Look up cinematic juggernaut in the dictionary (if Oxford ever recognised such a silly phrase), and right beside it you’d see the words ‘Marvel Cinematic Universe’. Having dominated cinema screens since the inaugural film, Iron Man in 2008, the gun-blasting, street-swinging superheroes have inspired audiences across the world, and have also made their fair share of industry enemies, none more so than director Martin Scorsese.
Releasing his fury against the series in several impassioned outbursts, Scorsese wrote in the New York Times that the films are a “market-researched, audience-tested, vetted, modified, revetted and remodified until they’re ready for consumption” believing that each addition to the franchise, therefore, lacks “revelation, mystery or genuine emotional danger. Nothing is at risk”.
Causing outrage on Twitter, and mostly Reddit, several prominent filmmakers and actors came out to rebuttal the claim, with Marvel pioneers James Gunn and Taika Waititi both voicing their opinion. Recently stating his disappointment, Gunn revealed on the Happy Sad Confused podcast: “It just seems awful cynical that he kept coming out against Marvel, and that’s the only thing that would get him press for his movie”. Waititi also noted at the time in an interview with AP entertainment, “Of course it’s cinema. It’s at the movies. It’s in cinemas…” he adds before turning his head to the camera and jokingly adds: “Near you!”.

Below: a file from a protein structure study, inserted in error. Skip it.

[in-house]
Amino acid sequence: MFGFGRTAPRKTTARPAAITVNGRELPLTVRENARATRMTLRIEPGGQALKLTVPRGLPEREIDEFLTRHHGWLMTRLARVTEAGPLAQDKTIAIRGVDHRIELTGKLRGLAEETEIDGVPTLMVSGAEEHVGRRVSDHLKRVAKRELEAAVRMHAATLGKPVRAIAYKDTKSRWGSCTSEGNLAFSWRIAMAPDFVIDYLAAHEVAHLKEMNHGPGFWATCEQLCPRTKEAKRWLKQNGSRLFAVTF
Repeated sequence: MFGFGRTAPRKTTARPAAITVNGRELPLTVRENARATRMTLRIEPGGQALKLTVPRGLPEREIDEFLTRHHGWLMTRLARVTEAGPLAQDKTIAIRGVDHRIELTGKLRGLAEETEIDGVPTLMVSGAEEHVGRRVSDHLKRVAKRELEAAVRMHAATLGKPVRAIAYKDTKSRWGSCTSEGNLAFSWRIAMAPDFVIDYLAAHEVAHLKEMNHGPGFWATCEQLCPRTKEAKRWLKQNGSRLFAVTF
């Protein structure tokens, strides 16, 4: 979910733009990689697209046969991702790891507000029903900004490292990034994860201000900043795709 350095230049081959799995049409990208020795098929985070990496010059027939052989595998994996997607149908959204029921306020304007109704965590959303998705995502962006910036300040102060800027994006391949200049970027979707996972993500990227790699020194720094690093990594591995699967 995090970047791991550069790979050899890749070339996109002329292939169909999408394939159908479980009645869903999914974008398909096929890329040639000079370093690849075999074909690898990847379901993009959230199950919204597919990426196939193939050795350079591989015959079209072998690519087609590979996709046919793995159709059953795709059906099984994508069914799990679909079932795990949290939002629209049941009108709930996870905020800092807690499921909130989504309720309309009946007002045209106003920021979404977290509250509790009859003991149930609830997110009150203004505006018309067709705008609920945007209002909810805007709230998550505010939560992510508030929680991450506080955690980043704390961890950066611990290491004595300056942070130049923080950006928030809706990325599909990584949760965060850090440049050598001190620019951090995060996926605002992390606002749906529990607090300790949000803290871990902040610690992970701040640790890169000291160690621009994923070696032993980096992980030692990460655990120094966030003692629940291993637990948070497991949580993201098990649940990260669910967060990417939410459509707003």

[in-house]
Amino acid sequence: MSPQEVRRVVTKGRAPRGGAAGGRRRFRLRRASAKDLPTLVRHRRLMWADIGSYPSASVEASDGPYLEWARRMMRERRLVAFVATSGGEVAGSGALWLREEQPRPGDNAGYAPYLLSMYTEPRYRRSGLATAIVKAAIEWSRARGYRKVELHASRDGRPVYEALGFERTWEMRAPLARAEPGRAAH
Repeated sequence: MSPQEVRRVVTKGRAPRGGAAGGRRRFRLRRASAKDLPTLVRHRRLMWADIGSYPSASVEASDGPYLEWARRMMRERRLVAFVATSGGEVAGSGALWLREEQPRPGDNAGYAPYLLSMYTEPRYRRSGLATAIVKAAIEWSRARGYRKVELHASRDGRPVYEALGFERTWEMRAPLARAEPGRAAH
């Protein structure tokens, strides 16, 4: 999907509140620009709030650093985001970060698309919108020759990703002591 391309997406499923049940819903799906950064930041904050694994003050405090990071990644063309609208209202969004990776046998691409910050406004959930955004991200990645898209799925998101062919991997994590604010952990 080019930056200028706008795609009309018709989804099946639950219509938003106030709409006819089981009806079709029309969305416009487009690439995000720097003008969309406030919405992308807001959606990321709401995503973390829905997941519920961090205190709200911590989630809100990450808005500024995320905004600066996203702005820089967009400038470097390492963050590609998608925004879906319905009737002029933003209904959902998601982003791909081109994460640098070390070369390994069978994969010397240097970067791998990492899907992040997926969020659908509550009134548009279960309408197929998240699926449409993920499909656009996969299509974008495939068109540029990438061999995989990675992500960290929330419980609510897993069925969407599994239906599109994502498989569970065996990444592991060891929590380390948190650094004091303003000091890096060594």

What’s revealing is that the two most outspoken voices on the matter are the two directors with the biggest stake in the future of the series itself; they’re merely defending their artistic projects, and rightly so, too. Whilst the Marvel Cinematic Universe may indeed be uninspired on a film-by-film basis, it’s a project greater than the sum of its parts, with the final result a genuinely flabbergasting cinematic feat.
By splitting the series into three unique phases, the president of Marvel Studios, Kevin Feige, theoretically serialised cinema, creating three seasons of ‘the Marvel show’ that finished with a grand finale. So after the biggest superhero event of cinematic history, with Avengers: Endgame becoming the second highest-grossing film of all time, where can the series possibly go next? The answer lies not with Kevin Feige or the directors of Avengers: Endgame, industry lackey’s Anthony and Joseph Russo; instead, the keys to the industry lie with Taika Waititi.
When the Marvel Cinematic Universe was desperately shouting for some flavour to their cinematic scran, James Gunn and Taikia Waititi came calling. Granted, whilst Gunn was the first to inject some considerable personality into the series, Taika Waititi was the first to establish that creativity with genuine filmmaking prowess in 2017s Thor: Ragnarok, perhaps the finest film of the whole franchise. Disappointed by Disney once before after they fired him for several offensive tweets, James Gunn now seems more preoccupied with helping Marvel rivals DC, with films like The Suicide Squad and the upcoming Peacemaker series.
Taika Waititi’s cinematic elegance and flavour for the wild and wacky is the perfect antidote to James Gunn’s boyish sensibilities and his latest addition into the Marvel universe, Thor: Love and Thunder, will no doubt be a roaring success. Taika Waititi is the creative driving force behind the imminent phase four, promising a series of films that will embrace the wild, wacky and zany, in titles like Spider-Man: No Way Home, Doctor Strange in the Multiverse of Madness and Ant-Man and the Wasp: Quantumania.
How best do you take the Marvel universe forward after such a success as Endgame? You embrace the surreal and the comedic, and if you want a template for how to do this, look no further than Taika Waititi’s Thor: Ragnarok.